Technologies are changing so rapidly and skills are becoming so specialized these days that no one company can do everything by itself. And so, they join forces temporarily to form virtual corporations—not permanent organizations but temporary ones without their own offices or organizational charts. Although virtual corporations are not yet common, experts expect them to grow in popularity in the years ahead.

My Coultancy–Asif J. Mir – Management Consultant–transforms organizations where people have the freedom to be creative, a place that brings out the best in everybody–an open, fair place where people have a sense that what they do matters. For details please visit www.asifjmir.com, Lectures, Line of Sight

Call People by Name


President Reagan often is referred to as the greatest communicator ever to serve as President. And for good reasons. He used to speak slowly in a well-modulated voice, looks directly in the person or people he is speaking to, remains calm under pressure and uses simple, easy-to-understand words. Mr Reagan employs many subtle but persuasive techniques in dealing with public. Very importantly, at news conferences which are typically a very difficult presidential task, Mr. Reagan would address reporters by name when accepting a question rather than just indicating with a hand motion which reporter might speak nest. It may seem like a small point, but his method was conducive to help create good relations with the press. Why? Because people cooperate better when they are recognized by name. being addressed by name I a sincere and deeply appreciated compliment. It tells a person, “You are important to me.”

 Lyndon Johnson, the Great “Persuader,” practiced remembering names, and Lyndon Johnson was number one “persuader president” of modern times. He was enormously effective in bringing opposing factions together to get legislation passed.

 Why was President Johnson so effective as a human relations engineer? He worked at it! Long before he succeeded Mr. Kennedy as President, he developed and practiced his own ten rules to make himself more effective in working with people.

 President Johnson’s system for how-to-win-influence-over-people appears below:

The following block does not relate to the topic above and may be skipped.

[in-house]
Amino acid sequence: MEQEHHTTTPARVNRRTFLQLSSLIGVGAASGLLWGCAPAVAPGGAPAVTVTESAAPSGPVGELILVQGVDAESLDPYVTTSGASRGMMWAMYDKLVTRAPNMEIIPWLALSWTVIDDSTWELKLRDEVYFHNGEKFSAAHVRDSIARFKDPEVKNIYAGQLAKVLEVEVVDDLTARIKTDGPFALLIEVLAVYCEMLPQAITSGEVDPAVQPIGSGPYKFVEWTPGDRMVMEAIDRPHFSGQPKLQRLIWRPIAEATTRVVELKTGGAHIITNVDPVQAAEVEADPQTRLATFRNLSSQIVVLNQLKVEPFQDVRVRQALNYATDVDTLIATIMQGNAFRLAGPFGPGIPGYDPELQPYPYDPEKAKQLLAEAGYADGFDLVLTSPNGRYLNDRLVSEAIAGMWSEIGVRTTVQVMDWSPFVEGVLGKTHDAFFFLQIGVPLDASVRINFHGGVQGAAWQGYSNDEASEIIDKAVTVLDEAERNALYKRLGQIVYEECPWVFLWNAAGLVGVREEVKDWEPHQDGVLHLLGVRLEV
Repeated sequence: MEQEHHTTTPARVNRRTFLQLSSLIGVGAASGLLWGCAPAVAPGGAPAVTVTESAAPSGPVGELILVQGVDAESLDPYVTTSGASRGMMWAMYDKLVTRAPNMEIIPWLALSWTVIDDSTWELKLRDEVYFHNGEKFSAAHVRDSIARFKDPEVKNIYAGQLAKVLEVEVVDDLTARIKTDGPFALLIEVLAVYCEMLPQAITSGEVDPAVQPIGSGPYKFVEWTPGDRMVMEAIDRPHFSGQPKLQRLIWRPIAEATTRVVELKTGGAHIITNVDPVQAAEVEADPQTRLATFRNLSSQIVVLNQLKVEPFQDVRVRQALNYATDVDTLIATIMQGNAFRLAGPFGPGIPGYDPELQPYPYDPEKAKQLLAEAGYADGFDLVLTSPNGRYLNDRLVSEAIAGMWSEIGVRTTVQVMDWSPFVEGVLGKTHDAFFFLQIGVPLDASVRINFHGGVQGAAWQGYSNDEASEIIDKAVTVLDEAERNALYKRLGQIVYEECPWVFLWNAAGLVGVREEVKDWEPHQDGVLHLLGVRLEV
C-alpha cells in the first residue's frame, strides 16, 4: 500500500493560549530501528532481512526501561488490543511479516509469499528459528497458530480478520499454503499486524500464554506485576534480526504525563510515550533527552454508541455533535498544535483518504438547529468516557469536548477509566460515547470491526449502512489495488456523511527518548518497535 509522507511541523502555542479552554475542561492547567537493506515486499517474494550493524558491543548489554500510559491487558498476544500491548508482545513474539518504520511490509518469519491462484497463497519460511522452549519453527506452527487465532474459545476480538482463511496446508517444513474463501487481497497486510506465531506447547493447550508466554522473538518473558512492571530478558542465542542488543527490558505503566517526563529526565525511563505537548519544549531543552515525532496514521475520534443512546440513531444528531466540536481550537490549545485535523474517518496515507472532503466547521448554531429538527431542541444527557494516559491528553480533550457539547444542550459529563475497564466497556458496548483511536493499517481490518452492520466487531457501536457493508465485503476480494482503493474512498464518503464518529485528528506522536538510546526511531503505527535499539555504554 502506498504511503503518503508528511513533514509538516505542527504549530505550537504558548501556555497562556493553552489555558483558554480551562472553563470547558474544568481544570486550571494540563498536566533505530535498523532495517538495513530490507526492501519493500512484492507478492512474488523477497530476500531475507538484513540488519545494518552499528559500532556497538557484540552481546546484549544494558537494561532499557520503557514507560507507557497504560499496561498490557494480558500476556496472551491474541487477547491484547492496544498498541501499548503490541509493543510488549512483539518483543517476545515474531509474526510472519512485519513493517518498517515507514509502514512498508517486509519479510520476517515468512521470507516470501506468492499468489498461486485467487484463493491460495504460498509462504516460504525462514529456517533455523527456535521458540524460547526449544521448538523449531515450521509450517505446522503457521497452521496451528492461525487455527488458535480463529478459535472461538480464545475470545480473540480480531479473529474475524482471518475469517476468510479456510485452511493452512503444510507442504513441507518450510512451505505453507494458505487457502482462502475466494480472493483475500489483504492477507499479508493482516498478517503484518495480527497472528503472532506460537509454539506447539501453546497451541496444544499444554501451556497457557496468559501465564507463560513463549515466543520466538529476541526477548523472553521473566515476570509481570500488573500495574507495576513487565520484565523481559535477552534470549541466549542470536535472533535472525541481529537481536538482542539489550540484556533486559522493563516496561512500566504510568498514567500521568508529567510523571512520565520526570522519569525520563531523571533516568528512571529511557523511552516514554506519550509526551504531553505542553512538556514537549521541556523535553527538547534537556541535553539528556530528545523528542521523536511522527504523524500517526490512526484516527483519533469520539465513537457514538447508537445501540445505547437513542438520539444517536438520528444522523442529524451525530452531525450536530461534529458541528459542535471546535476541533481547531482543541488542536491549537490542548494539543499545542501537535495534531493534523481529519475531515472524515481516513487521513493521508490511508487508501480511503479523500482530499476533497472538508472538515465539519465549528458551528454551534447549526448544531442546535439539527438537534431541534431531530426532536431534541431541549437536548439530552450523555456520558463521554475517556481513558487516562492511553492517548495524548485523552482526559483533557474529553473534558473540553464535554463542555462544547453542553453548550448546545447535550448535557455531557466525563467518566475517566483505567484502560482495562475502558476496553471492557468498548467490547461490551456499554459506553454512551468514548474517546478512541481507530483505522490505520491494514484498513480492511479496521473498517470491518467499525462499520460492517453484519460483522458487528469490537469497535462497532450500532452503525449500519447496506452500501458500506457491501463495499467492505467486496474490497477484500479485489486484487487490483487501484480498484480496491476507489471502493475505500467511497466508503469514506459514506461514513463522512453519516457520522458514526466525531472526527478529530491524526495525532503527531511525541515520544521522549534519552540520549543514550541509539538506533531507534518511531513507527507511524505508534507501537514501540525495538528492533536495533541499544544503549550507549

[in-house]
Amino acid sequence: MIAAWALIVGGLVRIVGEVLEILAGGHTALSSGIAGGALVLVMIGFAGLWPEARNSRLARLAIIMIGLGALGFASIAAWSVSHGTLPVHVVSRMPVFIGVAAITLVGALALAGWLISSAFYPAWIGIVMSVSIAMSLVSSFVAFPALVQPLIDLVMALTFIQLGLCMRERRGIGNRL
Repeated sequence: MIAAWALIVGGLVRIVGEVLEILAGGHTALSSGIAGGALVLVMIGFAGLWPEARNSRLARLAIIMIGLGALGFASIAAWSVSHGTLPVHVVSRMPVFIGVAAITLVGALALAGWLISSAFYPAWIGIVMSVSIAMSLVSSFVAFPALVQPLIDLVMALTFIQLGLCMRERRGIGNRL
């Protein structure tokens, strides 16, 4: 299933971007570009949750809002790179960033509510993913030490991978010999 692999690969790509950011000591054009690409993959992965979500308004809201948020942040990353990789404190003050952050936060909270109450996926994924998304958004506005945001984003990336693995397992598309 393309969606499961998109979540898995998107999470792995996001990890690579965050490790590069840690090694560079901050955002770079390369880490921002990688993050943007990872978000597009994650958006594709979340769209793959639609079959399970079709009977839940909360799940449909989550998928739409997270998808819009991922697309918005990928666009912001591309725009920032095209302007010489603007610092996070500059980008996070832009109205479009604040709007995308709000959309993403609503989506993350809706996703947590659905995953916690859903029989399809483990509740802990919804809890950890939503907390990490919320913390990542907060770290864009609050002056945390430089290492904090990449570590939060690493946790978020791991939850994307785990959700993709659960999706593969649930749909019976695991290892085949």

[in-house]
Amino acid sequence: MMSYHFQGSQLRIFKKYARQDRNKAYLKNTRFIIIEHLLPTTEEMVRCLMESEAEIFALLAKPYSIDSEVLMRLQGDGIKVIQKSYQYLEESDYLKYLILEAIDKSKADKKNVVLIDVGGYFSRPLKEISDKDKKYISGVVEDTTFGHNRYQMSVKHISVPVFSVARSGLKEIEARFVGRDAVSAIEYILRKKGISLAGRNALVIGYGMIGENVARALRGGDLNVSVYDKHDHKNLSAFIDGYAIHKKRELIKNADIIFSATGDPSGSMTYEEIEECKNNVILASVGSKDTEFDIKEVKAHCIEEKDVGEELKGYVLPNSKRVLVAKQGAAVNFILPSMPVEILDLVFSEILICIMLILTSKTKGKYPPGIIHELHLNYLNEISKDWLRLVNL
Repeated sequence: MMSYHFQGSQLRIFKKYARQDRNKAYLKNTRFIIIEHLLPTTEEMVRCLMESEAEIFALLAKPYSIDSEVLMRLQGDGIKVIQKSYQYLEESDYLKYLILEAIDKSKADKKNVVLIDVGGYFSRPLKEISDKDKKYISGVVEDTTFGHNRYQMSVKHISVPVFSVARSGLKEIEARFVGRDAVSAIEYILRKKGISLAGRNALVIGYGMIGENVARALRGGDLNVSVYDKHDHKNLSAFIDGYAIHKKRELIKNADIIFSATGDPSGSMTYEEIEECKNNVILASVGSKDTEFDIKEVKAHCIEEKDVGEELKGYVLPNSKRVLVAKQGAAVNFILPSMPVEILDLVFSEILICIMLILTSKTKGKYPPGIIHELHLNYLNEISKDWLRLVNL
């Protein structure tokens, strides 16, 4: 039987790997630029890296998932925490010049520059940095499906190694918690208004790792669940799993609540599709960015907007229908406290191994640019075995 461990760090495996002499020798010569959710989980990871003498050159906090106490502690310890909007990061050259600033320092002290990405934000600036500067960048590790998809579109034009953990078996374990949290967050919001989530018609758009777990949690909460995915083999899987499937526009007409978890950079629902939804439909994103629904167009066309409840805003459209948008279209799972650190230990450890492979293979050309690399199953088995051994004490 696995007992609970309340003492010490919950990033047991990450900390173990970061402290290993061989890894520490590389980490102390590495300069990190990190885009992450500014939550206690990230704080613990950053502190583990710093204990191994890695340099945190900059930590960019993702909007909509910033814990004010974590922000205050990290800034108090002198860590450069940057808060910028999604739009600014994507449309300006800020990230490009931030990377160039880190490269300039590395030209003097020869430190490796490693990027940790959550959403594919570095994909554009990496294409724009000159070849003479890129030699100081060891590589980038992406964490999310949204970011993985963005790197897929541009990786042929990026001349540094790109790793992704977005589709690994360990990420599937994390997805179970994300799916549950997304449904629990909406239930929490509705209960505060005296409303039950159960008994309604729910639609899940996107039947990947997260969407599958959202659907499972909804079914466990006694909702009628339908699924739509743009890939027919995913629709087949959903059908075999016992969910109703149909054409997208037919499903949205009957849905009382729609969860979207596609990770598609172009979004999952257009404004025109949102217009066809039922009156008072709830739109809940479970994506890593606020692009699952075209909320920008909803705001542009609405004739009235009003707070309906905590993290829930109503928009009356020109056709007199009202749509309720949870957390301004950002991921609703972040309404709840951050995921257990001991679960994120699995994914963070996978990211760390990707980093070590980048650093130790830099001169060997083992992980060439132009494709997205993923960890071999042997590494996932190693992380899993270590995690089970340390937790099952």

1. Learn to remember names. Inefficiency at this point may include that your interest is not sufficiently outgoing.
  2. Be a comfortable person so there is no strain in being with you. Be an old shoe, old hat kind of individual.
  3. Acquire the quality of relaxed easy-going so that things do not ruffle you.
  4. Don’t be egoistical. Guard against the impression that you know it all.
  5. Cultivate the quality of being interesting so people will get something of value from their association with you.
  6. Study to get the “scratchy” elements out of your personality.
  7. Sincerely attempt to heal every misunderstanding you have had or now have. Drain off your grievances.
  8. Practice liking people until you learn to do so genuinely.
  9. Never miss an opportunity to say a word of congratulation upon anyone’s achievement, or express synpathy in sorrow or disappointment.
  10. Give spiritual strength to people, and they will give genuine affection to you.

 Every person has a name and as Dale Carnegie observed, a person’s name is the sweetest word in our language. People feel bigger and better when called by name because it is their most valuable possession. It gives them a sense of individuality – a feeling of being unique.

Hereare five guidelines for calling people by their names to win their cooperation:

  1. Pronounce the other person’s name correctly.
  2. In conversation, use the other person’s name often.
  3. Use nicknames only when you know they are preferred by the person.
  4. Use a person’s last name until familiarity is established.
  5. Spell the other person’s name correctly.

 “Do you know who I am?” The law of self-interest—the tremendous craving for self-identity—comes through in many little ways.

 My Consultancy–Asif J. Mir – Management Consultant–transforms organizations where people have the freedom to be creative, a place that brings out the best in everybody–an open, fair place where people have a sense that what they do matters. For details please visit www.asifjmir.com, Line of Sight

When Managers don’t feed Ego


When people in an organization are never praised, never complimented, and are routinely criticized, negative results always occur. Sabotage and psychological terrorism is not confined to offices and factories. Professionals in other organizations also get even when they feel unappreciated, exploited, and psychologically abused.

 

The worst strikes, often prolonged and sometimes violent, occur in industries where managers fail to consider workers as people with strong and deep ego-needs. Managers in these industries typically regard employees with no more emotion than steel, cement, or some other commodity. Interestingly, moat strikes take place owing to psychological neglect of employees’ egos.

 

My Consultancy–Asif J. Mir – Management Consultant–transforms organizations where people have the freedom to be creative, a place that brings out the best in everybody–an open, fair place where people have a sense that what they do matters. For details please contact www.asifjmir.com, Line of Sight